Devotionals Archive

Daybreak: Numbers 23:1 through 25:18

Jan 02, 2021

“God is not a man, that he should lie; neither the son of man, that he should repent: hath he said, and shall he not do it? or hath he spoken, and shall he not make it good?” (Numbers 23:19)

Have your children ever asked you for something, and then asked again, and then asked again, and then asked . . . ? Sometimes it’s called begging! Perhaps, to bring an end to the pleading, you have responded with, “You heard my answer the first time, and it hasn’t changed.” Often, children do not understand the reasons their requests are not granted. It is difficult for children to comprehend that the things they ask for may be too dangerous, impractical, or too expensive. Telling a child “no” is usually not something parents enjoy doing, but when it is in the child’s best interest, it must be done.

In today’s text, neither Balaam nor Balak were satisfied with God’s first answer. Balak wanted Israel to be cursed, and Balaam was attracted by the rewards Balak offered if he would curse them. Although God had made His intentions for the Israelites very clear, both men kept pushing to have their own way.

As Christians, we might sometimes be guilty of begging God — asking repeatedly with the hope that He will change His mind. There is a time to seek God’s will in matters not specifically spelled out in Scripture. Examples might include employment, where to live, and selection of a life mate. Yet, even in those situations, the principles by which God wants to guide our lives are given in His Word.

We need to be especially careful when dealing with situations that are clearly spelled out in the Bible. If we know what Scripture says on a subject but “self” prefers an easier way, it is dangerous to keep seeking God’s will about the matter. It is possible that if we pray long enough — when we already know what God’s desire or direction is — that we will “feel” God has let us have our own way. However, operating upon such feelings will only be to our hurt. While an in-depth study of how to find God’s will is beyond the scope of this lesson, one thing is sure: God will never lead us to do anything which is not consistent with the Bible.

It is profitable to examine our own lives. Are we begging God about something? Are we pushing for our own way? Let us remember that God’s ways are always based on His complete love for us, and we are greatly benefited by submitting to His will.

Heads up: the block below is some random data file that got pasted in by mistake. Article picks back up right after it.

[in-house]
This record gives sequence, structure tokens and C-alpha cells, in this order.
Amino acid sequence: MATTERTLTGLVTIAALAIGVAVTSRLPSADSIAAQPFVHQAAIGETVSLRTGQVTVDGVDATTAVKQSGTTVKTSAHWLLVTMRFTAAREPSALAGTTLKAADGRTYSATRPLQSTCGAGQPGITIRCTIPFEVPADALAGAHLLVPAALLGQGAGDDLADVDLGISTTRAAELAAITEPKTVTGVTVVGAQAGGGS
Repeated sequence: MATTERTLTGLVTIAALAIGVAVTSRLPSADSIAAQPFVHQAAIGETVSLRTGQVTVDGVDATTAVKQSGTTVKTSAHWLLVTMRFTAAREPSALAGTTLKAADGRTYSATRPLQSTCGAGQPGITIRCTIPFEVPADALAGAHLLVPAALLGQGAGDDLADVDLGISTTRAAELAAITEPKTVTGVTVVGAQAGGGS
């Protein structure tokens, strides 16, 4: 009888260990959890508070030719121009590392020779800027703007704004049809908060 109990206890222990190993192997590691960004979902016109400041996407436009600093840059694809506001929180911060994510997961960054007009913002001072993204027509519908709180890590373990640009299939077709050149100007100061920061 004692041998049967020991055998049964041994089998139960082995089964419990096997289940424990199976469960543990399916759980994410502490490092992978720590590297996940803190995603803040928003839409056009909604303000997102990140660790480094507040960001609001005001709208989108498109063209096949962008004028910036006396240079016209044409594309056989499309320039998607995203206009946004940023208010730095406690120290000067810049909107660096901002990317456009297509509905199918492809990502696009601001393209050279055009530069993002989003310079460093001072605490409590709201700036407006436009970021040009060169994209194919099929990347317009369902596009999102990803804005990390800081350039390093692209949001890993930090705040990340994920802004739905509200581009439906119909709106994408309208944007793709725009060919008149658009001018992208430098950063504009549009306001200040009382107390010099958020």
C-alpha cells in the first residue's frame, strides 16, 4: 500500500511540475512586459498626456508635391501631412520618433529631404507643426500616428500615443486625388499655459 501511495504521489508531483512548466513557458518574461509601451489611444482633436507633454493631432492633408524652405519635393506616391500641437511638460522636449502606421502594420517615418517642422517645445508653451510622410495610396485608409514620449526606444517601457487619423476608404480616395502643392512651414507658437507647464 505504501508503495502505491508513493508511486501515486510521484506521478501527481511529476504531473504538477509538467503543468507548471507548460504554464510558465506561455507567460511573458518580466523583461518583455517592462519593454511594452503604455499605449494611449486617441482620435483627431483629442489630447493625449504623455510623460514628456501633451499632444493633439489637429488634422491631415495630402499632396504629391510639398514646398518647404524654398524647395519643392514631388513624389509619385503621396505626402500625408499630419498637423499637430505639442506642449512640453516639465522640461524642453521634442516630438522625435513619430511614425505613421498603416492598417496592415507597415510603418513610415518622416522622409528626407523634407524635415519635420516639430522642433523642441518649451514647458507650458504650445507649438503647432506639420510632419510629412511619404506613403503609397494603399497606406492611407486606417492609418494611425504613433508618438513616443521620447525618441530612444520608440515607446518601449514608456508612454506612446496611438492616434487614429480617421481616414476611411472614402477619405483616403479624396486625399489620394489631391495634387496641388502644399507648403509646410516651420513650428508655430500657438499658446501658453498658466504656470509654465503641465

The seven altars and sacrifices that Balaam had Balak prepare were, no doubt, a pagan ritual. Even though his approach was in a heathen fashion and his heart was not right with God, Balaam did receive God’s answer — he predicted blessings rather than curses.

Balaam was an interesting character. At times, throughout Numbers 22 through 24, he seemed to be seeking God’s will, and would not do anything that was not allowed by God. Yet, another part of him would have liked to cause trouble for the Children of Israel, although he could not do so as long as they remained true to God. God had blessed them, and all the efforts of Balak to have Balaam curse them came to naught.

Ironically, it was Balaam himself who was responsible for bringing the judgments of God upon the Israelites. He revealed his true colors in the events of Numbers 25. Although Balaam is not mentioned specifically in that chapter, it is clear from other places in Scripture that Balaam was the instigator of this trouble. Revelation 2:14 tells us that Balaam “taught Balac to cast a stumblingblock before the children of Israel,” and Numbers 31:16 also reflects this thought. Being unable to turn God against the Israelites, Balaam suggested to Balak how he could turn the Israelites against God — with predictable results. By enticing the Israelites into sin through a mixture of idol worship and sexual promiscuity, Balaam caused the judgments of God to fall upon these people.

Balaam wanted to die the death of the righteous, but the death of the righteous follows the life of the righteous.

Amplified Outline

(Hannah’s Bible Outlines – Used by permission per WORDsearch)

III.    Events on the plain of Moab
    A.    The encounter with Balaam
        2.    The prophecies of Balaam (23:1 — 24:25)
            a.    The first prophecy (23:1-12)
            b.    The second prophecy (23:13-26)
            c.    The third prophecy (23:27 — 24:9)
            d.    The fourth prophecy (24:10-25)
        3.    The influence of Balaam (cf. 31:16) (25:1-18)
            a.    Israel’s sin (25:1-5)
            b.    Phinehas’ action and reward (25:6-13)
            c.    Judgment on the Midians (25:14-18)

A Closer Look

  1. In Numbers 22 through 24, how many times did Balaam approach God with the intention of trying to cause Him to send some sort of judgment upon the Children of Israel? 
  2. Why did God allow Balaam to speak truth even though his heart was not right?
  3. How can we distinguish between cases where it is right to continue bringing a petition before God (perseverance), as opposed to other cases where it would be wrong to do so?


Maybe you are facing a situation today where doing God’s will seems difficult. Purpose to follow God and ask Him for grace. He will be with you, and you will be blessed.

Reference Materials